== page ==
Dark Pool Operators Knock SEC's Disclosure Proposal

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By Rob Tricchinelli

Feb. 29 — Dark pool operators criticized an SEC proposal to elicit more disclosures from the broker-dealers that run alternative trading systems, while some industry groups supported the proposal and public-interest organizations said it doesn't go far enough.

The Securities and Exchange Commission proposed Nov. 18 to require dark pool operators to publicly release information about the pools' dealings with subscribers, order handling, opening and closing procedures, and whether certain classes of users get different treatment.

The agency received almost 20 comment letters on the proposal by the Feb. 26 comment deadline. The proposal would revise Regulation ATS, which was adopted in 1998 and hasn't changed much since.


Dark pool operators claimed the proposal wouldn't meet the SEC's stated goals of transparency and investor protection.

Luminex Trading & Analytics LLC, which runs an alternative trading system, said the proposal is overkill, including parts that require disclosures of an alternative trading system's affiliates.

“While transparency is a fundamental aspect to why Luminex was formed to begin with, Luminex believes that too much information, or rather too much extraneous information, can cause confusion and opacity rather than transparency,” the company said. “In that regard, Luminex believes that the rule proposal goes too far and is too broad, preventing it from achieving the ends that the SEC had hoped.”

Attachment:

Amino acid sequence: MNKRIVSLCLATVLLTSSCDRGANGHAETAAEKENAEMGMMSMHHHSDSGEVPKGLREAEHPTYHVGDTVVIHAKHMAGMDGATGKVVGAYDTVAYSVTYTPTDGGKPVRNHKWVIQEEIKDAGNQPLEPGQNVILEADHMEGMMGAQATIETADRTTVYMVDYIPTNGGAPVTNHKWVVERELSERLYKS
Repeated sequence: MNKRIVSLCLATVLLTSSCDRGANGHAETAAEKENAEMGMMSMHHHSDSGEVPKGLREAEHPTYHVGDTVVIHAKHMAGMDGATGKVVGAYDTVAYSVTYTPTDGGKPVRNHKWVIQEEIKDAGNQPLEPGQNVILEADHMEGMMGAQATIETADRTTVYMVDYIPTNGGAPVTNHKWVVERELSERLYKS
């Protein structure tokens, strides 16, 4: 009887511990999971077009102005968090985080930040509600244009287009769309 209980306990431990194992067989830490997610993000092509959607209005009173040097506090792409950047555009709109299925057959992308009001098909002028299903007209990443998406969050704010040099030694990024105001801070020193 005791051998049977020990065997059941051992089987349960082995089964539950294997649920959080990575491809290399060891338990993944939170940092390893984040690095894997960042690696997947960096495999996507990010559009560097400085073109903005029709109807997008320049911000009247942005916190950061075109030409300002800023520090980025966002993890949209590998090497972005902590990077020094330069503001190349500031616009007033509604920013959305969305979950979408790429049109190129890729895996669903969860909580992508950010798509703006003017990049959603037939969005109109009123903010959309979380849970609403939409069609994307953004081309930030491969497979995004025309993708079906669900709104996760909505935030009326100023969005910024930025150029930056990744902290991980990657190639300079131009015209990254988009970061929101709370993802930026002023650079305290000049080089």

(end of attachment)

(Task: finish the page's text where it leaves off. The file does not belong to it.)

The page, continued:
ATS operator PDQ Enterprises LLC echoed Luminex's complaints. MarketAxess Corp. said the agency shouldn't apply the rule to an ATS for fixed-income securities.


The proposal would apply to ATSs trading stocks that are also listed on national securities exchanges—“NMS stocks.” There are more than 40 such ATSs registered with the SEC, accounting for anywhere between 15 and 40 percent of all U.S. equity trading.

Broker-dealers running ATSs would have to disclose, on a new Form ATS-N, the services they offer to ATS subscribers, trading activity, employees shared between the ATS and the broker-dealer, and their protections for confidential trading information. They would also have to publish information about alternative trading system operations, including order types, order matching and pricing techniques, policies during disruptions, fees, access standards and market quality statistics.

Other industry groups backed the SEC's initiative, including the Investment Company Institute and the Managed Funds Association.

The Security Traders Association advocated for more ATS transparency but cautioned that the open-ended nature of the information provided under the proposal would make it difficult for investors to make comparisons between dark pools.

Support, Scope

New York State Attorney General Eric T. Schneiderman supported the proposal.

“The Commission has taken a meaningful step toward giving traders access to the information they need in order to make informed trading decisions,” his letter said. “I believe that these proposed rules will increase public confidence in the markets.”

Better Markets Inc., the Healthy Markets Association and the Consumer Federation of America all asked the SEC to strengthen the proposal, including by applying it to more ATSs than those that simply trade in Regulation NMS stocks.

To contact the reporter on this story: Rob Tricchinelli rtricchinelli@bna.com

To contact the editor responsible for this story: Phyllis Diamond at pdiamond@bna.com

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